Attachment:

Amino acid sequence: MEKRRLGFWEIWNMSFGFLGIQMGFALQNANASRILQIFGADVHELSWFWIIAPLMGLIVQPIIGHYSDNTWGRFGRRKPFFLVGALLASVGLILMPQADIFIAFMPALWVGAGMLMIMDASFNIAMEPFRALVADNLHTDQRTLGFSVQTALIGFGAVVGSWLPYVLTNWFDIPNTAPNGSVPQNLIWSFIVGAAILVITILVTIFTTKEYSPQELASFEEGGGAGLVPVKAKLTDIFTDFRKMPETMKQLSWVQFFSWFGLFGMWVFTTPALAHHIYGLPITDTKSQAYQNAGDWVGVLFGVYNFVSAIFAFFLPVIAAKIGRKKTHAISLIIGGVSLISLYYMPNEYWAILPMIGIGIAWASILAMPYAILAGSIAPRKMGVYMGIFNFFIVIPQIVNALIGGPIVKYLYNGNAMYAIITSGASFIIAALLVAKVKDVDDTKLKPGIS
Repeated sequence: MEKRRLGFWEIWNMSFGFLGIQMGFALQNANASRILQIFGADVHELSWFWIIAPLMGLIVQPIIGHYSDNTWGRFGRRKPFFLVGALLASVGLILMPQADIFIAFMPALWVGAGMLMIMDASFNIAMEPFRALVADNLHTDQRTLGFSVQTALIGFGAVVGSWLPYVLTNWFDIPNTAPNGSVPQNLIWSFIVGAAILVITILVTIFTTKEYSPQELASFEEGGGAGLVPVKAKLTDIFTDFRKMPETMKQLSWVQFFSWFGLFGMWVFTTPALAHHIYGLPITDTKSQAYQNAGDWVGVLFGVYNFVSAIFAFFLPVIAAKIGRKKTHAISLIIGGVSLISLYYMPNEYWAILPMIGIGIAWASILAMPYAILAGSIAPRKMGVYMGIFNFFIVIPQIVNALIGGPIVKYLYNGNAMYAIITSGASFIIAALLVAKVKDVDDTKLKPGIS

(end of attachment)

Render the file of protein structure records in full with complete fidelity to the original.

Amino acid sequence: MEKRRLGFWEIWNMSFGFLGIQMGFALQNANASRILQIFGADVHELSWFWIIAPLMGLIVQPIIGHYSDNTWGRFGRRKPFFLVGALLASVGLILMPQADIFIAFMPALWVGAGMLMIMDASFNIAMEPFRALVADNLHTDQRTLGFSVQTALIGFGAVVGSWLPYVLTNWFDIPNTAPNGSVPQNLIWSFIVGAAILVITILVTIFTTKEYSPQELASFEEGGGAGLVPVKAKLTDIFTDFRKMPETMKQLSWVQFFSWFGLFGMWVFTTPALAHHIYGLPITDTKSQAYQNAGDWVGVLFGVYNFVSAIFAFFLPVIAAKIGRKKTHAISLIIGGVSLISLYYMPNEYWAILPMIGIGIAWASILAMPYAILAGSIAPRKMGVYMGIFNFFIVIPQIVNALIGGPIVKYLYNGNAMYAIITSGASFIIAALLVAKVKDVDDTKLKPGIS
Repeated sequence: MEKRRLGFWEIWNMSFGFLGIQMGFALQNANASRILQIFGADVHELSWFWIIAPLMGLIVQPIIGHYSDNTWGRFGRRKPFFLVGALLASVGLILMPQADIFIAFMPALWVGAGMLMIMDASFNIAMEPFRALVADNLHTDQRTLGFSVQTALIGFGAVVGSWLPYVLTNWFDIPNTAPNGSVPQNLIWSFIVGAAILVITILVTIFTTKEYSPQELASFEEGGGAGLVPVKAKLTDIFTDFRKMPETMKQLSWVQFFSWFGLFGMWVFTTPALAHHIYGLPITDTKSQAYQNAGDWVGVLFGVYNFVSAIFAFFLPVIAAKIGRKKTHAISLIIGGVSLISLYYMPNEYWAILPMIGIGIAWASILAMPYAILAGSIAPRKMGVYMGIFNFFIVIPQIVNALIGGPIVKYLYNGNAMYAIITSGASFIIAALLVAKVKDVDDTKLKPGIS